The notice should include the family’s new address and phone number, as well as the reason for the move. The relocating parent should send the notice by certified mail with a return receipt requested so there is verification the notice was received. Alternative service may be required.

Our lawyers file the correct petition, including the request for an expedited hearing. We represent parents at the hearing unless an agreement can be reached beforehand.

The rights and concerns of the relocating parent


A parent who has sole or joint physical custody of his/her children will normally seek court approval to have the children move with them to a new location. Our attorneys address the following concerns the judge and the non-relocating parent are likely to have:

  • How the move will affect the child. A move to a new county or state means having to attend a new school, losing old friends and losing the ease of contact with the parent who stays behind.
  • The circumstances surrounding the new location. What is the condition of the new home or apartment? What is the reputation of the schools? Are there children your child’s age? Will any other relatives be nearby?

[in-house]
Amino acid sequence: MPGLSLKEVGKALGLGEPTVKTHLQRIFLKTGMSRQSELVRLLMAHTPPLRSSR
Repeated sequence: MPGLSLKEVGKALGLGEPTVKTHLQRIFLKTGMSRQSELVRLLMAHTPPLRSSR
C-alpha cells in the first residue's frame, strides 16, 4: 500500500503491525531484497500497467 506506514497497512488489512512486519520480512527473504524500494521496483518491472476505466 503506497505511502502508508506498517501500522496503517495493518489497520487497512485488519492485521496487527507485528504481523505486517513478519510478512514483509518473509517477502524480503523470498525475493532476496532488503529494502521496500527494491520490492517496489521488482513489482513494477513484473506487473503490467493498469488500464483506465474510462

• The child’s wishes. Children, especially older children, may not be happy with the move and their wishes may be taken into consideration.

A parent who does not have sole or joint legal or physical custody normally visits with their children for a specific number of days during the week and a set number of holidays, plus they may have vacation time with their child. A relocating parent who is not a custodial parent may seek to alter the visitation schedule so that it is a continuous block of time, typically during the summer and around the holidays.

The rights and concerns of the non-relocating parent

The non-relocating parent’s wishes and interests may not align with their children moving to a new location. Any move requires a rearrangement of where the child resides and when the noncustodial parent will have time with their child. The non-relocating parent may be concerned about visitation adjustments and how the child will travel between distant locations.